“Stealth Learning” is my term for lessons that don’t appear to be lessons but can teach as much as or more than their formally planned and structured counterparts. A prime example is letting kids play with manipulatives or learning aids, instead of using them only to illustrate planned lesson activities. Kids will naturally use these materials in ways other than their formal use, but that’s where the stealth learning part comes in. Sneaky, right?
Suppose you subtly leave a set of Scrabble letter tiles lying on the table after the spelling lesson is done (yes, Scrabble tiles are fabulous as tactile spelling manipulatives), or you might casually place the tiles on the table well before they are needed, in anticipation of the spelling lesson (again, stealth teaching mode). Now excuse yourself to go shuffle the laundry, pull something out of the freezer for dinner, or some other valid excuse to leave your student in the same room as the abandoned manipulatives with no other planned activities to occupy his attention. A quick admonition to “wait here, I’ll be right back” may be necessary for some students, but the pile of pieces on the table will beckon to his fingers.
Feel free to delay your return as needed to give your budding explorer ample time to begin stacking, aligning, and organizing the pieces in patterns and structures that will teach him great stealth lessons in spatial math concepts such as height, width, depth, horizontal, vertical, parallel, perpendicular, area, perimeter, volume, and so on. He may not yet know all the proper terms for what he is learning, but those will come through formal lessons later. For now, let him play and experiment and learn through stealth methods.
Lining up letter tiles or math blocks in a checkerboard design is valid learning. Stacking letter tiles in an attempt to create one very tall column is valid learning. Building forts or fences with dominoes is valid learning. Pouring water or cornmeal or rice from one measuring cup to another is valid learning. Drawing intricate designs with a compass is valid learning. Coloring the squares of graph paper to create elaborate patterns is valid learning. Borrowing parts and pieces from your collection of games is creative play and stealthy learning, and sorting them into their respective sources again provides even more stealthy learning. These lessons may not be what the designers of these items originally had in mind, but they are valid lessons, nonetheless.
Think for a moment about the lessons that are learned from the simple act of lining up dominoes on end into curvy rows that can be toppled in rapid-fire succession by one gentle touch on the first domino in the line. First, you learn that it requires a steady hand, precise fine-motor coordination, and siblings who won’t purposely jiggle the table. Second, you learn about spacing the dominoes accurately enough that each one strikes the next with precision when falling, and you learn problem-solving skills when things go awry, causing the process to stop before the entire row has gone down. Third, you learn whether you will experience that momentary thrill of watching your feat of engineering perform in exactly the manner you intended, or if you need to make a few more adjustments to your design and try again. Those are extremely important lessons in life, not just in dominoes. Who has not done this activity? How many of us have repeated it again and again and again until we finally achieved success? Has anyone given up domino stacking forever because of an initial, failed attempt? These are more than stealth lessons of observing physics in action. These are stealth lessons in precision and perseverance that no spelling workbook or math lesson can teach, even though precision and perseverance are required to succeed in both spelling and math. These are lessons of the kind that spurred the imaginations of Thomas Edison, Isaac Newton, and Benjamin Franklin, and caused them to wonder “what if…?”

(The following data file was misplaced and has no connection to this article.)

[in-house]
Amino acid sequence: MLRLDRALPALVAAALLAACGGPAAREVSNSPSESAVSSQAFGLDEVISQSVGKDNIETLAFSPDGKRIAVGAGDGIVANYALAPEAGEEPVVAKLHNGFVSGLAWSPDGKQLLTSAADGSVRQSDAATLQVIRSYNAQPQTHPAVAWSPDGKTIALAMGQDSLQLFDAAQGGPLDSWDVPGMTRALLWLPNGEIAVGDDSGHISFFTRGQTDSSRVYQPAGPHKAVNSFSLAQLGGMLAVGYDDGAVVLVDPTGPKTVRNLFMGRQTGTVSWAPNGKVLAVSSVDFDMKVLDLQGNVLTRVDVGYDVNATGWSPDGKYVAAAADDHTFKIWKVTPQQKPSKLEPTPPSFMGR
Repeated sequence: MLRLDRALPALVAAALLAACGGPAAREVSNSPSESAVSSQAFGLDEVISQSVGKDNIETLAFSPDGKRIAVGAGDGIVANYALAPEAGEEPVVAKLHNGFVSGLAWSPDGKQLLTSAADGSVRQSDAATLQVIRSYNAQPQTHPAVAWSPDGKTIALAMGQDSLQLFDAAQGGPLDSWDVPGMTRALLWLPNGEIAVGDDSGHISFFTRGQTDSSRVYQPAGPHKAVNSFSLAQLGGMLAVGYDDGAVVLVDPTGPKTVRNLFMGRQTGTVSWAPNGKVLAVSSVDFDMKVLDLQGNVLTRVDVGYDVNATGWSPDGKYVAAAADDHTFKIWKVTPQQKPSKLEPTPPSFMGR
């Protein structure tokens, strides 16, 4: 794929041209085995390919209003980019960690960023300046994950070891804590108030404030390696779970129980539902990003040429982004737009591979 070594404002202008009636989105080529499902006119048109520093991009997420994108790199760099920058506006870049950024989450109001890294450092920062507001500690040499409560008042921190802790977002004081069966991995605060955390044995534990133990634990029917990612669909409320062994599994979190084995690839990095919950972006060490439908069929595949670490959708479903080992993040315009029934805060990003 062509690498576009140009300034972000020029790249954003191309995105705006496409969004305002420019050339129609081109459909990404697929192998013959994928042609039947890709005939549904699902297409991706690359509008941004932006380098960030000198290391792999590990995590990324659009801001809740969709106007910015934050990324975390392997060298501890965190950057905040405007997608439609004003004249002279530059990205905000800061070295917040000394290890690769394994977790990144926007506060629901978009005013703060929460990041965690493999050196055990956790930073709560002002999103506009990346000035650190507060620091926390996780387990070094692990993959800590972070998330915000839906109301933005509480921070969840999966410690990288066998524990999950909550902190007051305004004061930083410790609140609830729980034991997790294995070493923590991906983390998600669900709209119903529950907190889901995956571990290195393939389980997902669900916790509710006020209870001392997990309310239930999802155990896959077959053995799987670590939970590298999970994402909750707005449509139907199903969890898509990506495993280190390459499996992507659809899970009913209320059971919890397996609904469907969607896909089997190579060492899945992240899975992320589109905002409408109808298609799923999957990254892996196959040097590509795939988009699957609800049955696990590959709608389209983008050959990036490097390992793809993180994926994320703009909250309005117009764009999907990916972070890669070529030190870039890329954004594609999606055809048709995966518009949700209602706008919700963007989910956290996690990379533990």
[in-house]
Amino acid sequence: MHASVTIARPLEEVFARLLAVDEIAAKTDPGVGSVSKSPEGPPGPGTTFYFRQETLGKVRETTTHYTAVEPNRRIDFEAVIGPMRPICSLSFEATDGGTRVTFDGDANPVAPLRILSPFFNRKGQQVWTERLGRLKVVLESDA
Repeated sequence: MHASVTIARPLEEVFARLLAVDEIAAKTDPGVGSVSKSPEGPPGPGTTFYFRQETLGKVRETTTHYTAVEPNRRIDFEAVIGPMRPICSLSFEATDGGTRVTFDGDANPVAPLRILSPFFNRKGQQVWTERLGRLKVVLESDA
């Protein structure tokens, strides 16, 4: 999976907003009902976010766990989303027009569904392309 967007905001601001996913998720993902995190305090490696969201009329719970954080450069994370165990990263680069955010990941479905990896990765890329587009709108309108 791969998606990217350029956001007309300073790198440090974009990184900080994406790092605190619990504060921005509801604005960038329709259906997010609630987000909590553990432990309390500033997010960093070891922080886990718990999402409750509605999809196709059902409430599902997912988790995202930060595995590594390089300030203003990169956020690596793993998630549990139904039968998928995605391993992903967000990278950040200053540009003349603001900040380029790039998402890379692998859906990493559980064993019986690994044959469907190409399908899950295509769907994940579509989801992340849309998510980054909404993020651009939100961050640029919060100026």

Allow your students to combine components from a variety of learning aids and games, designing new ways to use them, and ultimately learning new lessons—stealth lessons. To restrict “learning aids” from being “playthings” is to limit learning. Another way to encourage further discovery-play is by innocently asking leading questions, such as “what would happen if you did this…” or “is it possible to stack those like this…?” You can take advantage of a teachable moment to add the appropriate vocabulary now, or you can wait until later, reminding them of their free-play adventures and relating those to the lesson concept of the day. Try not to spoil their fun by instructing your kids in how to play with these new-found toys, but let their imaginations drive them. Insisting they formally narrate what they’ve learned is another fun-killer, but do listen with interest as they excitedly volunteer details of their discoveries. By paying close attention to their stories, you’ll notice what they’ve learned—even if they don’t realize they’ve learned it.
Playing games requires some degree of thought, planning, or strategy, and that translates into stealth learning. Word puzzles based on quotations, axioms, and folk wisdom provide more stealth learning. Other types of puzzles teach logic, math, and other valuable skills through very stealthy methods. Play is learning, and learning can be play. Stealthiness connects the two.
A Day without Lessons
The Know-It-All Attitude
Homeschool Gadgets: An Investment in Your Future or a Waste of Money?
The Importance of Play in Education
The Value of Supplemental Activities
Is Learning Limited to Books?
Sorting toys Is Algebra
Gee Whiz! Quiz
Topical Index: Learning Outside the Books